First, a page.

PCB fluorescent 7-segment display

Unique Seven-Segment Display Relies On FR-4 Fluorescence

It’s interesting what you see when you train a black light on everyday objects. We strongly suggest not doing this in a hotel room, but if you shine UV light on, say, a printed circuit board, you might see what [Sam Ettinger] did, which led him to build these cool low-profile seven-segment fluorescent PCB displays.

UV light causing FR4 to fluoresceAs it turns out, at least some FR-4 PCBs fluoresce under UV light, giving off a ghostly blue-green glow. Seeing the possibilities, [Sam] designed a PCB with cutouts in the copper and solder mask in the shape of a traditional seven-segment display. The backside of the PCB has pads for UV LEDs and current-limiting resistors, which shine through the board and induce the segments to glow. Through-slots between the segments keep light from one segment from bleeding over into the next; while [Sam] left the slots unfilled, they could easily be filled with solder. The fluorescent property of FR-4, and therefore the brightness and tint of the segments, seems to vary by board thickness and PCB manufacturer, but it looks like most PCBs will show pretty good results.

We’d say the obvious first improvement might be to cover the back of the display with black epoxy, to keep stray light down, and to improve contrast. But they look pretty great just as they are. We can also see how displays with other shapes, like icons and simple symbols. Or maybe even alphanumeric characters — say, haven’t we seen something like that before?

Quadcopter Built From Recycled Motherboards

A quadcopter built from a motherboard

[Eric] has figured out a great way to build quadcopters out of recycled computer motherboards. Multicopters come in all shapes and sizes these days. As we mentioned in the last issue of Droning On, they can be bought or built-in a multitude of materials as well. Drones have been built using materials as varied as wood, PVC pipe, carbon fiber, and aluminum.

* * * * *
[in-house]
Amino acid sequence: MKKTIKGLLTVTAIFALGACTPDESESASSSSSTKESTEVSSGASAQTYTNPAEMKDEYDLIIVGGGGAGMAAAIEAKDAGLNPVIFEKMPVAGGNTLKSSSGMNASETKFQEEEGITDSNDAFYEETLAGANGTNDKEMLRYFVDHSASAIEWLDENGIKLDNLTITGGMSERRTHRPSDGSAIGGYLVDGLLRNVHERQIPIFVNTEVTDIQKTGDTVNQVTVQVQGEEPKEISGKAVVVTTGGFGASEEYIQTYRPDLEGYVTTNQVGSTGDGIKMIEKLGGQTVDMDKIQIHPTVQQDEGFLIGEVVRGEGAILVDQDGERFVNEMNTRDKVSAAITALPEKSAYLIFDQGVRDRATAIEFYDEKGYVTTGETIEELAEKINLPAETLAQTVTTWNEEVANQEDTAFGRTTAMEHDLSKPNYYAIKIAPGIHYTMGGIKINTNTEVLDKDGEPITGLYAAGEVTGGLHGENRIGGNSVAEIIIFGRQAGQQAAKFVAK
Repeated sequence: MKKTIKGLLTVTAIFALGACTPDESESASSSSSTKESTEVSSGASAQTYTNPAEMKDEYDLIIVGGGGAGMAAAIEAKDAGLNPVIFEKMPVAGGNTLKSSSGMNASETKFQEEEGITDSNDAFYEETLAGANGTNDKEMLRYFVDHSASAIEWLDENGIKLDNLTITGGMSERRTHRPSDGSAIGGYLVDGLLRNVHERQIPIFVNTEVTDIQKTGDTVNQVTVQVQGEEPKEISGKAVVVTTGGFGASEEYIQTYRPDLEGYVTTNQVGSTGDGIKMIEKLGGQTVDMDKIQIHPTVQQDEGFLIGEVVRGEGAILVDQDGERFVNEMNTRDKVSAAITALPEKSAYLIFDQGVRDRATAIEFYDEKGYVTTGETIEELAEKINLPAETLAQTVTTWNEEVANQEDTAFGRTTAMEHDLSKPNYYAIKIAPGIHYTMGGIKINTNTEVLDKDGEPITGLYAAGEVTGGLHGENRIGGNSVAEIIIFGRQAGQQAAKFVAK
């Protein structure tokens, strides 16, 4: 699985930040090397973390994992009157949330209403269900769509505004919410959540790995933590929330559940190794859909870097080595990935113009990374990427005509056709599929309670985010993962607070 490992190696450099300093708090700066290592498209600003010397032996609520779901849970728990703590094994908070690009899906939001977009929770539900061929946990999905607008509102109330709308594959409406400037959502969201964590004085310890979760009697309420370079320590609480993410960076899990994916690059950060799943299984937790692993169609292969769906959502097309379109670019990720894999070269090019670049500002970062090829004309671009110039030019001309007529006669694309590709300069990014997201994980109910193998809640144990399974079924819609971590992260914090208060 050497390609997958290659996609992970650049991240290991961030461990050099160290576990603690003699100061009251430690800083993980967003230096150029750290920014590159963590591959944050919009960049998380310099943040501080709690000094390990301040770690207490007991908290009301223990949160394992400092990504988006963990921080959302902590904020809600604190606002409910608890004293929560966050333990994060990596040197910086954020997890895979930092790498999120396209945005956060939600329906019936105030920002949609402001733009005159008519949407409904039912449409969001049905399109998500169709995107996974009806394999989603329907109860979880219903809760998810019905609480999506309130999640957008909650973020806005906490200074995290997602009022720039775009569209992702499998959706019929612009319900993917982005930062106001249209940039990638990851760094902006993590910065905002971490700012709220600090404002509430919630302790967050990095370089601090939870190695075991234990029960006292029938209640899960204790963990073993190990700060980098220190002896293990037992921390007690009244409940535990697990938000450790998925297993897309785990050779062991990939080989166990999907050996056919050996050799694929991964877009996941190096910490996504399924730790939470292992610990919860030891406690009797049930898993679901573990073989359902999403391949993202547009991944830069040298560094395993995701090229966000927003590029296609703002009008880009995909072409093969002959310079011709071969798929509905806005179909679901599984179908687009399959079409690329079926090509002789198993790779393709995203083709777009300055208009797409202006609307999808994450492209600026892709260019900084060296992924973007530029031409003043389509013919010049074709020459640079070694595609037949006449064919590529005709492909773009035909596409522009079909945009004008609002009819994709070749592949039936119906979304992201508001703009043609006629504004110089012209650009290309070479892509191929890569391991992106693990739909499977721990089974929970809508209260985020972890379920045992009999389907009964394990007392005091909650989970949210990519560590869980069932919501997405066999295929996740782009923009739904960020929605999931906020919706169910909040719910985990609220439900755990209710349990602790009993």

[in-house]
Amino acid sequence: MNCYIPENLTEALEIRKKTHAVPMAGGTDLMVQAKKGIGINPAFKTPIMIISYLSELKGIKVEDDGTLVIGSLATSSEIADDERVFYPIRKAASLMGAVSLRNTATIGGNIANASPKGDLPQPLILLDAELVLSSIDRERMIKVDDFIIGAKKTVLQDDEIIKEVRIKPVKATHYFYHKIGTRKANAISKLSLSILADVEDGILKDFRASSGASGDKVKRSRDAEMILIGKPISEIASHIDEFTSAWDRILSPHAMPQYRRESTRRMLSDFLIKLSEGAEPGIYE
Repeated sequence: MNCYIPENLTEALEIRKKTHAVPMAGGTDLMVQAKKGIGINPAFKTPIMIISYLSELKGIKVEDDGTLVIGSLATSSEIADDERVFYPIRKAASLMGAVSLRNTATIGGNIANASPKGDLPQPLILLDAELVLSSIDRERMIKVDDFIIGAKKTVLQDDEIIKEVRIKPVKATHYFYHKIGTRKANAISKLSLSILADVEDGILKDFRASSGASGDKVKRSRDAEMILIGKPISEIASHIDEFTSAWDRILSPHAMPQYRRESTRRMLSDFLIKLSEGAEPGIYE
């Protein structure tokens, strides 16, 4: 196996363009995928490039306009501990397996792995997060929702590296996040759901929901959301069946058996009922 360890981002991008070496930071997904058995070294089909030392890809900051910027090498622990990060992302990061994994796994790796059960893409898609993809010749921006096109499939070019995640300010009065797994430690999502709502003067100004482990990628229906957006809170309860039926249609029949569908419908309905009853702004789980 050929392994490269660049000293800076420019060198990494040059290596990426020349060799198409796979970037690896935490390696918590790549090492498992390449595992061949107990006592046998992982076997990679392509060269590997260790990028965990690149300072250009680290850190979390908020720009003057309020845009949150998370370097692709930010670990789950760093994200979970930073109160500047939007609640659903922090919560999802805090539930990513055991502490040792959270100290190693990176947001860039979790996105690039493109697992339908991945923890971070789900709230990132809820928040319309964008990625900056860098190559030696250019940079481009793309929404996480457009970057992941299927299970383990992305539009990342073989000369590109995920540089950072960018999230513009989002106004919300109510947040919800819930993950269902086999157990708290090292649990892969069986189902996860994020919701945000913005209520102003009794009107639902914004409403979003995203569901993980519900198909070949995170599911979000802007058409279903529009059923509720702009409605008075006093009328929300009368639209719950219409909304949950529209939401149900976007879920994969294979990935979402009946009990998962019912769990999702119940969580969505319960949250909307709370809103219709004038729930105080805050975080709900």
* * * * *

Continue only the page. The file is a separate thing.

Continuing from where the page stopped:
One of the more common commercial materials is G10 fiberglass sheet. It’s stiff, strong, and relatively light. Printed circuit boards are generally made of FR-4 fiberglass, G10’s flame resistant cousin. It’s no wonder [Eric] had quadcopters in his eyes when he saw a pile of motherboards being thrown out at his university.

[Eric] used a heat gun and a lot of patience to get all the components off the motherboard. With a bit of care, most of the components can be saved for future hardware hacks. This is one step that’s best performed outside. Hot melting plastics, metals, and resin fumes aren’t the greatest things to inhale.

Computer motherboards being cut on a shopbotClean PCBs in hand, [Eric] headed to his local TechShop. He drew his dead cat style frame in SolidWorks and cut it out on a ShopBot. While a high-end CNC cutter is nice, it’s not absolutely necessary. The fiberglass sheets could be cut with a rotary tool or a jigsaw. No matter how you cut it, be sure to wear a mask rated for fiberglass resins and some protective clothing. Fiberglass plate is nasty stuff to cut.

Once the upper and lower frame plates were cut, [Eric] completed his quad frame with some square wooden stock for arms. The final quad is a great flier, and spare parts are easy to source. Nice work on the recycling, [Eric]!

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